These tokens are called non-fungible tokens, which means that each token has a unique value, and cannot simply be replaced by another token. This is different from the ERC-20 token standard that I mentioned in the "Code Your Own Cryptocurrency" section. ERC-20 tokens are used for payment because they can be swapped for any other ERC-20 token of the same value. They're completely replaceable, or fungible. ERC-721 tokens, like CryptoKitties, are not necessarily replaceable with any other ERC-721 token. Each individual token's value is appraised on a case-by-case basis, not in relation to the whole set. This is kind of like a collectible baseball card.

    Blockchain Applications (Dapps)

    One of the most exciting things about the booming blockchain technology ecosystem is that many companies are trying to solve challenging problems right now. That's also one of the most exciting reasons to learn blockchain programming: to figure out what kinds of problems that you can solve as a developer, and to find new ways to provide value to lots of potential customers. There are several other leading blockchain applications that are exploring what's possible with the Ethereum network. Here are a few that you should know about.


    ETHLend is a decentralized lending service that issues loans on the blockchain with secure, peer-to-peer lending with smart contracts. It removes banks and financial institutions from the traditional loan process by allowing borrowers and lenders to set the terms of the loan. It also allows these parties to bypass the middleman by trading with one another directly. Essentially, the lender and the borrower can create loan contracts from anywhere in the world on their own terms.

    ETHLend provides value that other centralized solutions don't. For example, it solves the issue of trust because the decentralized platform removes the need for the lender and the borrow to trust one another. It's transparent because the Ethereum blockchain has a public ledger where anyone can verify the validity of transactions. It's also accessible because by using the Ethereum network, lenders and borrowers can make transactions unconstrained form anywhere in the world. All they need is an account address!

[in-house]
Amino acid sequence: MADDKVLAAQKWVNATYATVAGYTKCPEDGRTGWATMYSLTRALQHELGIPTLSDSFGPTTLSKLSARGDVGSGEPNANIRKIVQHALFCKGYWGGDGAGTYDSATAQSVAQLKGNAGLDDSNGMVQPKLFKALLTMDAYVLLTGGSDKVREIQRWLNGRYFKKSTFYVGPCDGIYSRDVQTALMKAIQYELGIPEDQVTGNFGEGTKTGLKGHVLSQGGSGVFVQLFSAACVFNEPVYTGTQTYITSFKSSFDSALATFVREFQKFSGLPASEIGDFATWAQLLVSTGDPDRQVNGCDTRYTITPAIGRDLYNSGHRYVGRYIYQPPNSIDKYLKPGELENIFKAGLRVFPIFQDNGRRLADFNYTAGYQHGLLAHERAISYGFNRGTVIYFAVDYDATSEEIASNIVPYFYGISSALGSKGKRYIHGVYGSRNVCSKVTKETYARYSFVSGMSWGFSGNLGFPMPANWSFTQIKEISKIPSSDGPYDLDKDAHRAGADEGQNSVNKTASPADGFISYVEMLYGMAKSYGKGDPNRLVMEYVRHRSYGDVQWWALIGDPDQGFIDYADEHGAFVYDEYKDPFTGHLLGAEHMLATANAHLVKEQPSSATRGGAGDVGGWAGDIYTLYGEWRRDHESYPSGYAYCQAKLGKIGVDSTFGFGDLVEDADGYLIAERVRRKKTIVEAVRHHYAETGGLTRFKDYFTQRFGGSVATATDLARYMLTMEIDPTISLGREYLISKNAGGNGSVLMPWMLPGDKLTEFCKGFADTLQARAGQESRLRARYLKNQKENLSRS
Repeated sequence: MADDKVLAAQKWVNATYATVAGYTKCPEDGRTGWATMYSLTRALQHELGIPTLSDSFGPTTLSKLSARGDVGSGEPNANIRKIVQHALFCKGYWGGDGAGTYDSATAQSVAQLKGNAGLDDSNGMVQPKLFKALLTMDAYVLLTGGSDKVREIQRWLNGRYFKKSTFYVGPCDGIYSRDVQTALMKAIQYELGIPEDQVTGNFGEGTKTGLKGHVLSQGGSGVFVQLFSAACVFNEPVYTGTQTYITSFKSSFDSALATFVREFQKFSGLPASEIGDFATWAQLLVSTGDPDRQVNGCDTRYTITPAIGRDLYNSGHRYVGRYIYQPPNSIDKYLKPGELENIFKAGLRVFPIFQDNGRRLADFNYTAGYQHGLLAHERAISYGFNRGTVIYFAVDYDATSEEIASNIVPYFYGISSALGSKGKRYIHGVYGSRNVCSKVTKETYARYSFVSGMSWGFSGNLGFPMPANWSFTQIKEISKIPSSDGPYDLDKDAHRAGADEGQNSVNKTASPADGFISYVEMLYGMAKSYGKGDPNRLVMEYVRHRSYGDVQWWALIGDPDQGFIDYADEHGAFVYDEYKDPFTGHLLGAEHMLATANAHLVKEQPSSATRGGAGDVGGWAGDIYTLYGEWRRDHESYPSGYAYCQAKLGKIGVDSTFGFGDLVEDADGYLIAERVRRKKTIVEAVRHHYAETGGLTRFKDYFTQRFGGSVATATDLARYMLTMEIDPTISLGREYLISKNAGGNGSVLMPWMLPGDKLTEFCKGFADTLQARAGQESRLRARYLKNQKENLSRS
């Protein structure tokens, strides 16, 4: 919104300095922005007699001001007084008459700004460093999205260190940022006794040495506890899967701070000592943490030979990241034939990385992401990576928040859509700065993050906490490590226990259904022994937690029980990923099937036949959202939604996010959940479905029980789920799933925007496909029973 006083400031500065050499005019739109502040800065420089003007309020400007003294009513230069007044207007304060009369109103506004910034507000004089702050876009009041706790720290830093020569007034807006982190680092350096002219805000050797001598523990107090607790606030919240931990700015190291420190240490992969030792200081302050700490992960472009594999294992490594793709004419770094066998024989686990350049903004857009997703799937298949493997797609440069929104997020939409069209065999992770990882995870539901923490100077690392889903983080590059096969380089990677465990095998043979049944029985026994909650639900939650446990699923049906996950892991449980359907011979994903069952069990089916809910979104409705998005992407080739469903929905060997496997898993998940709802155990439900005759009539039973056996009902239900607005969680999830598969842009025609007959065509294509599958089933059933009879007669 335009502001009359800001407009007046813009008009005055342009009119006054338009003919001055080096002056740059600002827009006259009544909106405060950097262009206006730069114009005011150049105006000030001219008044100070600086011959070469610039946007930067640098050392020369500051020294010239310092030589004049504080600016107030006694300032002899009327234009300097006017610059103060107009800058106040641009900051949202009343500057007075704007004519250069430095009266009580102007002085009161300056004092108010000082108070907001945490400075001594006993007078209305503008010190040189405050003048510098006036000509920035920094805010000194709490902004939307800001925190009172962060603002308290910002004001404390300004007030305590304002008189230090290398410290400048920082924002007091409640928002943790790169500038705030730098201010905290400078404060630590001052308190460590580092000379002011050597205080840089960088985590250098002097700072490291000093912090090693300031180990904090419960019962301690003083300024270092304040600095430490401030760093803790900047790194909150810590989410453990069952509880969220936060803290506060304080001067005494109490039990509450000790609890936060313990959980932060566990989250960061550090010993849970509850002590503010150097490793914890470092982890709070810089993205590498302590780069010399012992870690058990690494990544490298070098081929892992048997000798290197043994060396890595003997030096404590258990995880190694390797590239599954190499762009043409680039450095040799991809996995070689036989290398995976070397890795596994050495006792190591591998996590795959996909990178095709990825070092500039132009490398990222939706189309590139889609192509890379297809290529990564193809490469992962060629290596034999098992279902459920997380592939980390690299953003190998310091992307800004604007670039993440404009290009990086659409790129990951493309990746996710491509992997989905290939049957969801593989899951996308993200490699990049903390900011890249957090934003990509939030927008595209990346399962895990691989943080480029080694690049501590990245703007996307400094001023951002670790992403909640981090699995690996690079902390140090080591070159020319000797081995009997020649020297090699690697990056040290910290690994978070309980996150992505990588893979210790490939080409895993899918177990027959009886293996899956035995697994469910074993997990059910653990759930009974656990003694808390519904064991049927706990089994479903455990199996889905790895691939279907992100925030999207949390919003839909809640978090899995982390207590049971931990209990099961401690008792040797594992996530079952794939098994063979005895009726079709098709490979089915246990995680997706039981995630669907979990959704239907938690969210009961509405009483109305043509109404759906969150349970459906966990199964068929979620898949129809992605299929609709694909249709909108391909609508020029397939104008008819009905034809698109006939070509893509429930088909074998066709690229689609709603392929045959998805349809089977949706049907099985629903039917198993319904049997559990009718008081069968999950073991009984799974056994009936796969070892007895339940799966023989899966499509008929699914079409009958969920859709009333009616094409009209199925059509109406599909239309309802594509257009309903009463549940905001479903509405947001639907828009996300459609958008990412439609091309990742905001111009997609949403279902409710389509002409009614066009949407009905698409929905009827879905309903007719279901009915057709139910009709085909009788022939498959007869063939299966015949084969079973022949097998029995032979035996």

0x is a protocol that facilitates decentralized exchange of ERC-20 tokens on the Etherem blockchain. It brings all of the benefits of the Ethereum blockchain to process of exchanging cryptocurrency, like trust, transparency, and open access.

    If you've ever purchased cryptocurrency before, you might have used a website like Coinbase. This is a popular exchange, but it is centralized. All of the code and the data run on a central server. If you leave cryptocurrency on Coinbase, and the servers are compromised in any way, then hackers can potentially gain access to your cryptocurrency and steal funds.

    A decentralized exchange is different. It allows you to trade Ethereum tokens directly with other parties with smart contracts without leaving funds on a centralized exchange. This is a huge boost for security when you're trading cryptocurrency because the funds aren't required to leave your wallet until the orders are fulfilled. The funds are transferred directly between the buyer and the seller without risk of leaving them on a server in the meantime.


    Augur is a decentralized prediction market that crowd sources data in order to forecast outcomes of specific events. By doing this, data that is collected by the crowd is calculated to produce the most realistic possibility, and therefore the most probable, outcome of the event. Whenever a prediction is accurate, it is rewarded by the network. Whenever it is wrong, it is penalized. It uses this incentive structure to foster the most accurate reporting possible.

    Augur's main goal is to revolutionize prediction markets in order to change the way that people verify truthful information on the web. It does this by verifying data from large groups of people, rather than having to trust a small group of centralized "experts".

    Augur uses its own tradeable token called Reputation (REP) in order to give users the ability to report or weigh in on the outcome of events. Users can earn more tokens when they provide truthful data. Users can also earn tokens by submitting correct predictions. Anyone who reports against the correct prediction untruthfully will lose their tokens and lose out on the possible winnings.



    Cryptozombies is a really fun way to start programming in Solidity, the language used to write smart contracts on Ethereum. It is a "gamified" experience similar to other educational programming websites like Code Academy or Code School. It gives you an accessible overview of the programming language with small lessons with code challenges that you can complete in your browser. You don't even have to set up any development tools locally. Throughout these lessons, you create a blockchain collectible game, much like Cryptokitties.